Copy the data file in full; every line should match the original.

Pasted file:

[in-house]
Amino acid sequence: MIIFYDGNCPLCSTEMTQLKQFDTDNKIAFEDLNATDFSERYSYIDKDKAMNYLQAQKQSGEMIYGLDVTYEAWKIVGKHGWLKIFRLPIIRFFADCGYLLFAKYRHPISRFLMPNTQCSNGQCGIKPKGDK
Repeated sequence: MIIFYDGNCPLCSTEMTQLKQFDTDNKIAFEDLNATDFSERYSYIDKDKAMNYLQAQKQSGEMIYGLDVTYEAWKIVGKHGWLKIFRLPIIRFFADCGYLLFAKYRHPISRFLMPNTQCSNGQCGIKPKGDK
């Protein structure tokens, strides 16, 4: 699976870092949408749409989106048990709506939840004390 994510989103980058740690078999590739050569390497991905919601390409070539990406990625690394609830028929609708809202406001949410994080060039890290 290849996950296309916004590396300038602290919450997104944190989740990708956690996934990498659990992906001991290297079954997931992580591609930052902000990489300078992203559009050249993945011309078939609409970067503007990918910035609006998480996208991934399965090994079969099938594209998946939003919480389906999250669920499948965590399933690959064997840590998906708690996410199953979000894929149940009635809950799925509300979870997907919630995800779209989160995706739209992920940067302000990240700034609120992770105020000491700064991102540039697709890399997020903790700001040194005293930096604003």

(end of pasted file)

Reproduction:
[in-house]
Amino acid sequence: MIIFYDGNCPLCSTEMTQLKQFDTDNKIAFEDLNATDFSERYSYIDKDKAMNYLQAQKQSGEMIYGLDVTYEAWKIVGKHGWLKIFRLPIIRFFADCGYLLFAKYRHPISRFLMPNTQCSNGQCGIKPKGDK
Repeated sequence: MIIFYDGNCPLCSTEMTQLKQFDTDNKIAFEDLNATDFSERYSYIDKDKAMNYLQAQKQSGEMIYGLDVTYEAWKIVGKHGWLKIFRLPIIRFFADCGYLLFAKYRHPISRFLMPNTQCSNGQCGIKPKGDK
């Protein structure tokens, strides 16, 4: 699976870092949408749409989106048990709506939840004390 994510989103980058740690078999590739050569390497991905919601390409070539990406990625690394609830028929609708809202406001949410994080060039890290 290849996950296309916004590396300038602290919450997104944190989740990708956690996934990498659990992906001991290297079954997931992580591609930052902000990489300078992203559009050249993945011309078939609409970067503007990918910035609006998480996208991934399965090994079969099938594209998946939003919480389906999250669920499948965590399933690959064997840590998906708690996410199953979000894929149940009635809950799925509300979870997907919630995800779209989160995706739209992920940067302000990240700034609120992770105020000491700064991102540039697709890399997020903790700001040194005293930096604003």